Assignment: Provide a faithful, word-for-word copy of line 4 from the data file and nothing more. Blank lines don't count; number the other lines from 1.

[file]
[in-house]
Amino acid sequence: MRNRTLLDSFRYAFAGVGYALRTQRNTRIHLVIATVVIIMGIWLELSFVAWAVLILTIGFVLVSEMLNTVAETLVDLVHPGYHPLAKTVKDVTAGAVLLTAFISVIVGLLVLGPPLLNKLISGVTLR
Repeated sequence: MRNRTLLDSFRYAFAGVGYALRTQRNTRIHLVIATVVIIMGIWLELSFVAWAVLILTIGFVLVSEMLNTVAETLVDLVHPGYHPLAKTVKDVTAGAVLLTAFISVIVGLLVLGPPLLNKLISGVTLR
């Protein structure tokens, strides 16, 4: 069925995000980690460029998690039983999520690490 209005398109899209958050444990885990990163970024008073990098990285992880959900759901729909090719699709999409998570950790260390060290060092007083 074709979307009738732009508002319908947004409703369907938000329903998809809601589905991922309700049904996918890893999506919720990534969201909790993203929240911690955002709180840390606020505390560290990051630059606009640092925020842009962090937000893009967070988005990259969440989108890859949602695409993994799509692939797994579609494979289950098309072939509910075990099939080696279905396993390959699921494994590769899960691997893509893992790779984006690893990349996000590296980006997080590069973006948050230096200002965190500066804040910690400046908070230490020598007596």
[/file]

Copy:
């Protein structure tokens, strides 16, 4: 069925995000980690460029998690039983999520690490 209005398109899209958050444990885990990163970024008073990098990285992880959900759901729909090719699709999409998570950790260390060290060092007083 074709979307009738732009508002319908947004409703369907938000329903998809809601589905991922309700049904996918890893999506919720990534969201909790993203929240911690955002709180840390606020505390560290990051630059606009640092925020842009962090937000893009967070988005990259969440989108890859949602695409993994799509692939797994579609494979289950098309072939509910075990099939080696279905396993390959699921494994590769899960691997893509893992790779984006690893990349996000590296980006997080590069973006948050230096200002965190500066804040910690400046908070230490020598007596």